Physical health and sickness policies
In an age where presenteeism used to see many employees struggle into the office, controlling the spread of Covid-19 with its multiple symptoms has been a key priority for employers to protect the physical wellbeing of staff. 33 per cent of employers have reviewed sickness policies due to Covid-19, suggesting that two thirds are happy with existing arrangements.
However, many reported sickness levels have decreased as the threshold for a sick day seems to have also reduced. Employees have been able to work from the comfort of their own home; although, there is the argument that this could also be attributable to the fear of redundancies that might follow due to the negative impact on the economy over the year. With gyms closed, traditional gym memberships and providing free fruit in the office are undermined as a benefit and organisations have to be innovative. Some have created firm-wide Strava groups to encourage physical activity and drive team connections, whilst others have made use of more creative benefits for those grappling with lockdown lethargy in the form of dog therapists who can provide guest dogs with lockdown lethargy in the form of dog therapists who can provide guest dogs for video conferences.
Focus on communications
During our HR Groups, employers reported that at the outset of lockdown, communications crises strategies kicked in. Communications came from senior executive teams to make everyone feel connected to the business if they were working remotely or to encourage those working on the front line. However, over the course of three lockdowns, some have reported that these have become much less frequent than they were. Top-down communications from the CEO and senior team were sent out once or twice a week on average at the beginning of the first lockdown, which went right down to once a month by Autumn 2020, as many people have adjusted to a new way of working.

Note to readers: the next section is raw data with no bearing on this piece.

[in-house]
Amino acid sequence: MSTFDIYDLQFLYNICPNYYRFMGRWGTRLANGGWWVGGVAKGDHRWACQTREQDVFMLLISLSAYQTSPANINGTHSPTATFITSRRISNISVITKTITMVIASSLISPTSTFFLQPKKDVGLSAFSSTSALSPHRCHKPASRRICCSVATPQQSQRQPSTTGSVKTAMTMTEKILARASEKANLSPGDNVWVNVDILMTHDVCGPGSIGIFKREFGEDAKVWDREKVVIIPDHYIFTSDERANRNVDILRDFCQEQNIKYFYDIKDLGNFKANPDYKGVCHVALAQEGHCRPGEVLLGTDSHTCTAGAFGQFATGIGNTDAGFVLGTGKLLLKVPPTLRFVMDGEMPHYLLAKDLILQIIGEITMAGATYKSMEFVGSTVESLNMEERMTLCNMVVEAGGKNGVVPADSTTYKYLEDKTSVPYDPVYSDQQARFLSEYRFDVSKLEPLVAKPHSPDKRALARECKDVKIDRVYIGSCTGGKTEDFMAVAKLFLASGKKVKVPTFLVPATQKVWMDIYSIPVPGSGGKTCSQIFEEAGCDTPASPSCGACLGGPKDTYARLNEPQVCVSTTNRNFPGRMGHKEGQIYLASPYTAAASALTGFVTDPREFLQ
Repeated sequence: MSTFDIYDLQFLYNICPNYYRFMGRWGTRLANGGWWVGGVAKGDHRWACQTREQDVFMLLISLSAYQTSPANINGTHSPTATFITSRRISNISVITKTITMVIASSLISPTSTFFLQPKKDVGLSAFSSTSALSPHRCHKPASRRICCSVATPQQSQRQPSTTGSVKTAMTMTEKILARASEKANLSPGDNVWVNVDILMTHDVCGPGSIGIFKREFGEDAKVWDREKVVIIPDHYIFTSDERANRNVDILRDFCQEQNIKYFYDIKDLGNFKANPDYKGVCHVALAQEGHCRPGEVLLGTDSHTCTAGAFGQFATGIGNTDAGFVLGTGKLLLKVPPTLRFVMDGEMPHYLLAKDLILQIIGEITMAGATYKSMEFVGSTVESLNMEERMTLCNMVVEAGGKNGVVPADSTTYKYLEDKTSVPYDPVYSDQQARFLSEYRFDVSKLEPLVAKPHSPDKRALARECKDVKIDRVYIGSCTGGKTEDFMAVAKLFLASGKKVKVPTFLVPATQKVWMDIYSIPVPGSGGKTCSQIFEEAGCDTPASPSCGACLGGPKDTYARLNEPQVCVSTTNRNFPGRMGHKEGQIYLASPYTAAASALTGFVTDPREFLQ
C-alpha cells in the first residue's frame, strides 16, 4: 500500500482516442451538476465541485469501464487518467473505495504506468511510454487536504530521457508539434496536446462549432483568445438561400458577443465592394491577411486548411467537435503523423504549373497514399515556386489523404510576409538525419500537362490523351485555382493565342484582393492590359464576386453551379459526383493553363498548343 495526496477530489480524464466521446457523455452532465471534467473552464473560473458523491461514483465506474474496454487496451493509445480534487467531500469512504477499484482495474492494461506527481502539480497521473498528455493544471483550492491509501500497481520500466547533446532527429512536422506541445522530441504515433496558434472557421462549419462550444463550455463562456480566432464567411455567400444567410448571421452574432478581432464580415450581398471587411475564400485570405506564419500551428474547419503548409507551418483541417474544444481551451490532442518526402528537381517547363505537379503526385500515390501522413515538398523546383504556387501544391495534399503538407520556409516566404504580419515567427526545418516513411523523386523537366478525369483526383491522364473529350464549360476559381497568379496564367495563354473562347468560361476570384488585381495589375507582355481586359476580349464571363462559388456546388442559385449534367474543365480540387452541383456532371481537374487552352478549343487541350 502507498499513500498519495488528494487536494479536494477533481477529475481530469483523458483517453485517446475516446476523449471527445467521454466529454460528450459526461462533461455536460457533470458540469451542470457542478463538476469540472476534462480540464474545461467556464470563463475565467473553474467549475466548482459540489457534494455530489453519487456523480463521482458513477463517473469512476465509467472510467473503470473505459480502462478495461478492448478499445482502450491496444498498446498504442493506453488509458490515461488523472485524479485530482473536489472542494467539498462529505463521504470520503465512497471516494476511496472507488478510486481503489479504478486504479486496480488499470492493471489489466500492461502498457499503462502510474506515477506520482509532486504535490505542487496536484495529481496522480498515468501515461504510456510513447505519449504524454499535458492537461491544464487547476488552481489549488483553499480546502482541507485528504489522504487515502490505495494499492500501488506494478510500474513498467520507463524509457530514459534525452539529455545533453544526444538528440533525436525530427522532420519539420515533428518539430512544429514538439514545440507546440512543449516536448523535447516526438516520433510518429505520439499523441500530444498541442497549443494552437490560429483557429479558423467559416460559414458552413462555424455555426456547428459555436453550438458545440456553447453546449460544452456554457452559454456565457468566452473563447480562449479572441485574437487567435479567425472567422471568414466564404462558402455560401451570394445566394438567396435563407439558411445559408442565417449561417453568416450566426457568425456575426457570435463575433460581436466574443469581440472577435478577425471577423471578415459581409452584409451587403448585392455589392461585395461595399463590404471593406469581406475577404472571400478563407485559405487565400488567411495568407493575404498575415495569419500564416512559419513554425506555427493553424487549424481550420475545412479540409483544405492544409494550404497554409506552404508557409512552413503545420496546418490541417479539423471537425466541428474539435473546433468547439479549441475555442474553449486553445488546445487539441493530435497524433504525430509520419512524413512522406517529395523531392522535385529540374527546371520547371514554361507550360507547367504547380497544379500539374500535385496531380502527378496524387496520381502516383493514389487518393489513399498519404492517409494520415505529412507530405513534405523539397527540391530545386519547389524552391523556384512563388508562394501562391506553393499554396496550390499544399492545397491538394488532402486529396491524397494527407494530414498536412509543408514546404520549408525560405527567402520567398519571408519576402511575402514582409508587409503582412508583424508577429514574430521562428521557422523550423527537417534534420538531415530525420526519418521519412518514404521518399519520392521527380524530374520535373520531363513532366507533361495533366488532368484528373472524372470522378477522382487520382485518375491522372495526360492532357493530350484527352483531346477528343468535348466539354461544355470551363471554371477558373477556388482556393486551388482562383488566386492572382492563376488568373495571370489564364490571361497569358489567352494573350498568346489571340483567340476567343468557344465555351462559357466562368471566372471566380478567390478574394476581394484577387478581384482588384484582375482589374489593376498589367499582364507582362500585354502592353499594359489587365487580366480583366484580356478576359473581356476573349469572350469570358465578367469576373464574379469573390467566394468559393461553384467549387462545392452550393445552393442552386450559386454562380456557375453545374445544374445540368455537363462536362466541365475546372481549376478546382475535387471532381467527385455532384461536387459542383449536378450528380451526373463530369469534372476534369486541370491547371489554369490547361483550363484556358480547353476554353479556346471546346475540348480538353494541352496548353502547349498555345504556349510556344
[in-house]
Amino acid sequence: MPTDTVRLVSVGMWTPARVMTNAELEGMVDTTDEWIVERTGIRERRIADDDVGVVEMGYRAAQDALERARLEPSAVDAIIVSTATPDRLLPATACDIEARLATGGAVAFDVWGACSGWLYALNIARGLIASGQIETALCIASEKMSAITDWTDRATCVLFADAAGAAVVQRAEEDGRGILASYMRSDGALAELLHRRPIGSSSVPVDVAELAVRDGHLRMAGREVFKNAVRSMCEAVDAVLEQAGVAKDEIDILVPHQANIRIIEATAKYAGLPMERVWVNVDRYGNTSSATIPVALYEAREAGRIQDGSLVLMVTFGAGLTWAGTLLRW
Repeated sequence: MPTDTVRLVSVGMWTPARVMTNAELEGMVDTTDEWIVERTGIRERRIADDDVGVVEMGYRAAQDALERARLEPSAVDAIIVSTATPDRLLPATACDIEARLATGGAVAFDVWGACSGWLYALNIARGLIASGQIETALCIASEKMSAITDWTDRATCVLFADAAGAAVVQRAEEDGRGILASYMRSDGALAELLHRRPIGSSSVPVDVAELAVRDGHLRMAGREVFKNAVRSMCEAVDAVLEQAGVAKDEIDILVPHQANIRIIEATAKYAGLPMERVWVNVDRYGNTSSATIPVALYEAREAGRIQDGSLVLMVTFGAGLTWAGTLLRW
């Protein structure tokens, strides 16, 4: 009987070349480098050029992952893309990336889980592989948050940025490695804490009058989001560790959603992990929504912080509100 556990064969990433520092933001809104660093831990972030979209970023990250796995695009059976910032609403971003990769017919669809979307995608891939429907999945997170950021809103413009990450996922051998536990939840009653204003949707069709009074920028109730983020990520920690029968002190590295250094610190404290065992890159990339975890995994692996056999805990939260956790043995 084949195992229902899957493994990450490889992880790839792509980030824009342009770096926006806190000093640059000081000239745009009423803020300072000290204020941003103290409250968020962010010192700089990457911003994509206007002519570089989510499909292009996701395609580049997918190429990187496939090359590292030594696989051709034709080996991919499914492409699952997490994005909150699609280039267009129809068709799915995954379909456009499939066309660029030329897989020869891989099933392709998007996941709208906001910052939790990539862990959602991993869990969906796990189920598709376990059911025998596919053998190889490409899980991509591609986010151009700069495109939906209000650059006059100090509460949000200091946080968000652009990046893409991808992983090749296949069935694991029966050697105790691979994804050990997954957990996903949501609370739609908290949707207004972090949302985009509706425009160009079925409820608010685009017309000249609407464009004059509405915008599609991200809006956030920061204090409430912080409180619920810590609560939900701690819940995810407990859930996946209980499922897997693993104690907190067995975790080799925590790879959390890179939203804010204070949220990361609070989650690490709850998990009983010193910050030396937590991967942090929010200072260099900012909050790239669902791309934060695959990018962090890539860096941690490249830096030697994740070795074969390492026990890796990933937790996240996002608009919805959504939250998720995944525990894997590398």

However, the role that communication plays in bolstering wellbeing, particularly when it comes to remote working, cannot be underestimated. This ensures that people not only know the level of support available to them, but feel connected to their employer’s wider vision. This can drive their own feeling of purpose in their work and the role they have to play.
Transparency has gone a long way to alleviate anxiety throughout the international workforce of Lastminute.com who used technology to facilitate open communication and maintain dialogue as the pandemic unfolded and beyond. This has enabled it to strengthen its sense of ‘inclusion and connection’ throughout the business in its efforts to protect wellbeing.
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Employers are increasingly alert to the greater risk of burnout and stress faced by their employees as a result of the third lockdown. Wellbeing should be at the heart of the ‘new normal’ by taking into account how the individual defines their own values and priorities when it comes to their benefits and preferred ways of working. Call us today if we can help you to evaluate your approach to employee communications and how this can drive employee engagement.